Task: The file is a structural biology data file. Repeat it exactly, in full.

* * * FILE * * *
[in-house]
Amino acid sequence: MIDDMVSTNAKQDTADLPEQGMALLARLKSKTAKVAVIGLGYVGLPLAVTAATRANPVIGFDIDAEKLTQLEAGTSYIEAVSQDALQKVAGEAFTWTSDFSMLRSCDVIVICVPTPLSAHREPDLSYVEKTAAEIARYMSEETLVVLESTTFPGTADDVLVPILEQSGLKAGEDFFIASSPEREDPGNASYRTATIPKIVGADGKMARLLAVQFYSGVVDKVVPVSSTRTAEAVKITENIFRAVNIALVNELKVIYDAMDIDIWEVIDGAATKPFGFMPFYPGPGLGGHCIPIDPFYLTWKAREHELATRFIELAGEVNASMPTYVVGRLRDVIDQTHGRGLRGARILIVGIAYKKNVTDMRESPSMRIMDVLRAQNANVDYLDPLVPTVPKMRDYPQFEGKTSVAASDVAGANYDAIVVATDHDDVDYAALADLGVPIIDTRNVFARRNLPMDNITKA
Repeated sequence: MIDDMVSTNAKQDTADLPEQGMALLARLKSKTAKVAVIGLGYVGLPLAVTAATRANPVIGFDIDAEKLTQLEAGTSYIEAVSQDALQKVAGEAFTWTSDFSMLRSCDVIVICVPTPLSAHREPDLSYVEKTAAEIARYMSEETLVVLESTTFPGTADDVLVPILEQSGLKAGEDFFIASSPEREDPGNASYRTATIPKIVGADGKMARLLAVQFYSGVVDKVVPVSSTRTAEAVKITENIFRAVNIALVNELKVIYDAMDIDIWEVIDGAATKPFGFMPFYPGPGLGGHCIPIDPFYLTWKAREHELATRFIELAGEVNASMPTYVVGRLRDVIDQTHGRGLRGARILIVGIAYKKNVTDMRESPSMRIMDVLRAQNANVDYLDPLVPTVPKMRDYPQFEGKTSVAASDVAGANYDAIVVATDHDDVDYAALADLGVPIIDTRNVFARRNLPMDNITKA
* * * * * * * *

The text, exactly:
[in-house]
Amino acid sequence: MIDDMVSTNAKQDTADLPEQGMALLARLKSKTAKVAVIGLGYVGLPLAVTAATRANPVIGFDIDAEKLTQLEAGTSYIEAVSQDALQKVAGEAFTWTSDFSMLRSCDVIVICVPTPLSAHREPDLSYVEKTAAEIARYMSEETLVVLESTTFPGTADDVLVPILEQSGLKAGEDFFIASSPEREDPGNASYRTATIPKIVGADGKMARLLAVQFYSGVVDKVVPVSSTRTAEAVKITENIFRAVNIALVNELKVIYDAMDIDIWEVIDGAATKPFGFMPFYPGPGLGGHCIPIDPFYLTWKAREHELATRFIELAGEVNASMPTYVVGRLRDVIDQTHGRGLRGARILIVGIAYKKNVTDMRESPSMRIMDVLRAQNANVDYLDPLVPTVPKMRDYPQFEGKTSVAASDVAGANYDAIVVATDHDDVDYAALADLGVPIIDTRNVFARRNLPMDNITKA
Repeated sequence: MIDDMVSTNAKQDTADLPEQGMALLARLKSKTAKVAVIGLGYVGLPLAVTAATRANPVIGFDIDAEKLTQLEAGTSYIEAVSQDALQKVAGEAFTWTSDFSMLRSCDVIVICVPTPLSAHREPDLSYVEKTAAEIARYMSEETLVVLESTTFPGTADDVLVPILEQSGLKAGEDFFIASSPEREDPGNASYRTATIPKIVGADGKMARLLAVQFYSGVVDKVVPVSSTRTAEAVKITENIFRAVNIALVNELKVIYDAMDIDIWEVIDGAATKPFGFMPFYPGPGLGGHCIPIDPFYLTWKAREHELATRFIELAGEVNASMPTYVVGRLRDVIDQTHGRGLRGARILIVGIAYKKNVTDMRESPSMRIMDVLRAQNANVDYLDPLVPTVPKMRDYPQFEGKTSVAASDVAGANYDAIVVATDHDDVDYAALADLGVPIIDTRNVFARRNLPMDNITKA